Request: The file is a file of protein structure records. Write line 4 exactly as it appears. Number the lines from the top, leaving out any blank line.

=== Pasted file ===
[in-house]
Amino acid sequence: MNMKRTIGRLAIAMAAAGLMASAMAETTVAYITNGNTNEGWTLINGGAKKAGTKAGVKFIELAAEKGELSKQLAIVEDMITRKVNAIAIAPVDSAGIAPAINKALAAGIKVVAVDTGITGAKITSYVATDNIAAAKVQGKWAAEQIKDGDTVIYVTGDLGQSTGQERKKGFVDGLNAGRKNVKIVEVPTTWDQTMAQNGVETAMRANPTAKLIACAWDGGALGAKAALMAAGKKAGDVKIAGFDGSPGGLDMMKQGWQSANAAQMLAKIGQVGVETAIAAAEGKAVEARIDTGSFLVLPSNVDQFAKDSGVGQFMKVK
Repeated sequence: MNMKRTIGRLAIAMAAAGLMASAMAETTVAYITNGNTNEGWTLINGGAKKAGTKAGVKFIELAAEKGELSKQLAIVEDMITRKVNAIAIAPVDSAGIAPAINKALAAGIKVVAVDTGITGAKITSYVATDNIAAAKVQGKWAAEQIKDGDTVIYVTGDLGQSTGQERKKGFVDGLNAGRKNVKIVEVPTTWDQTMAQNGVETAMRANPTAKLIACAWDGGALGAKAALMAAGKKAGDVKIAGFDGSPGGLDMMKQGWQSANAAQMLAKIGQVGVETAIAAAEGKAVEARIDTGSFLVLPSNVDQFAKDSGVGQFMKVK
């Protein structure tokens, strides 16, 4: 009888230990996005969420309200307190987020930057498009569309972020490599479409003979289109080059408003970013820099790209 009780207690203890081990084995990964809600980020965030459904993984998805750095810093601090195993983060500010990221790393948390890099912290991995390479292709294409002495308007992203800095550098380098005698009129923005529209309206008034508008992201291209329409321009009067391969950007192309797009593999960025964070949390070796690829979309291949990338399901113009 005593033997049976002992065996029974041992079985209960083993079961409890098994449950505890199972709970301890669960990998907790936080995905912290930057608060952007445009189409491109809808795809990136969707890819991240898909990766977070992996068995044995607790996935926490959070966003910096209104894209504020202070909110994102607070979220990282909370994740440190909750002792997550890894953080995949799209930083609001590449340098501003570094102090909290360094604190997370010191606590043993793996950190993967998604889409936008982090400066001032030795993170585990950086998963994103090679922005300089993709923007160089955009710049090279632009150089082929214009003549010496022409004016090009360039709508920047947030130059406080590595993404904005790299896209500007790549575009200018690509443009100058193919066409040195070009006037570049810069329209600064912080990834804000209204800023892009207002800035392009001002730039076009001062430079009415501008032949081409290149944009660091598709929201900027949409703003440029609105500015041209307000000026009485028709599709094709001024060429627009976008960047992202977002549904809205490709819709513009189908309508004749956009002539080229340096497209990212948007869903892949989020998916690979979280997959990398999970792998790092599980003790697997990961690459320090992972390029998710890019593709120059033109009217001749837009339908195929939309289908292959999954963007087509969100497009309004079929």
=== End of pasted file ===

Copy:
């Protein structure tokens, strides 16, 4: 009888230990996005969420309200307190987020930057498009569309972020490599479409003979289109080059408003970013820099790209 009780207690203890081990084995990964809600980020965030459904993984998805750095810093601090195993983060500010990221790393948390890099912290991995390479292709294409002495308007992203800095550098380098005698009129923005529209309206008034508008992201291209329409321009009067391969950007192309797009593999960025964070949390070796690829979309291949990338399901113009 005593033997049976002992065996029974041992079985209960083993079961409890098994449950505890199972709970301890669960990998907790936080995905912290930057608060952007445009189409491109809808795809990136969707890819991240898909990766977070992996068995044995607790996935926490959070966003910096209104894209504020202070909110994102607070979220990282909370994740440190909750002792997550890894953080995949799209930083609001590449340098501003570094102090909290360094604190997370010191606590043993793996950190993967998604889409936008982090400066001032030795993170585990950086998963994103090679922005300089993709923007160089955009710049090279632009150089082929214009003549010496022409004016090009360039709508920047947030130059406080590595993404904005790299896209500007790549575009200018690509443009100058193919066409040195070009006037570049810069329209600064912080990834804000209204800023892009207002800035392009001002730039076009001062430079009415501008032949081409290149944009660091598709929201900027949409703003440029609105500015041209307000000026009485028709599709094709001024060429627009976008960047992202977002549904809205490709819709513009189908309508004749956009002539080229340096497209990212948007869903892949989020998916690979979280997959990398999970792998790092599980003790697997990961690459320090992972390029998710890019593709120059033109009217001749837009339908195929939309289908292959999954963007087509969100497009309004079929």